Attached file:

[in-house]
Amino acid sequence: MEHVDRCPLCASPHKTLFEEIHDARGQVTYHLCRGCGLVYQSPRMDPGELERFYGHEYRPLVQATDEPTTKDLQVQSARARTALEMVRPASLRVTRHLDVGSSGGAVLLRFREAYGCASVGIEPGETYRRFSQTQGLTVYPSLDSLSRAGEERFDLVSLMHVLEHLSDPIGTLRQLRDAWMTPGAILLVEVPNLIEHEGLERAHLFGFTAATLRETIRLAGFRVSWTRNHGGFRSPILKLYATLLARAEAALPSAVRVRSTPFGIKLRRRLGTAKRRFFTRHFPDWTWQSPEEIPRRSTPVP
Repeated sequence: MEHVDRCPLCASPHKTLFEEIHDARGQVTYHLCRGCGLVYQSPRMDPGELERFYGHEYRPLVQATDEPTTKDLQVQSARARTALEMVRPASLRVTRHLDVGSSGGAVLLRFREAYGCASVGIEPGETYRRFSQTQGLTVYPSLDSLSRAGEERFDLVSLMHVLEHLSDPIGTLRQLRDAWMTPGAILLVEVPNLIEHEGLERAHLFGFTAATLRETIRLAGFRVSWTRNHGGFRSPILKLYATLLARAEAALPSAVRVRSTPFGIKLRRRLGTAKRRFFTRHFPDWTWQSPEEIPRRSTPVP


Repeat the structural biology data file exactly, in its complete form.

[in-house]
Amino acid sequence: MEHVDRCPLCASPHKTLFEEIHDARGQVTYHLCRGCGLVYQSPRMDPGELERFYGHEYRPLVQATDEPTTKDLQVQSARARTALEMVRPASLRVTRHLDVGSSGGAVLLRFREAYGCASVGIEPGETYRRFSQTQGLTVYPSLDSLSRAGEERFDLVSLMHVLEHLSDPIGTLRQLRDAWMTPGAILLVEVPNLIEHEGLERAHLFGFTAATLRETIRLAGFRVSWTRNHGGFRSPILKLYATLLARAEAALPSAVRVRSTPFGIKLRRRLGTAKRRFFTRHFPDWTWQSPEEIPRRSTPVP
Repeated sequence: MEHVDRCPLCASPHKTLFEEIHDARGQVTYHLCRGCGLVYQSPRMDPGELERFYGHEYRPLVQATDEPTTKDLQVQSARARTALEMVRPASLRVTRHLDVGSSGGAVLLRFREAYGCASVGIEPGETYRRFSQTQGLTVYPSLDSLSRAGEERFDLVSLMHVLEHLSDPIGTLRQLRDAWMTPGAILLVEVPNLIEHEGLERAHLFGFTAATLRETIRLAGFRVSWTRNHGGFRSPILKLYATLLARAEAALPSAVRVRSTPFGIKLRRRLGTAKRRFFTRHFPDWTWQSPEEIPRRSTPVP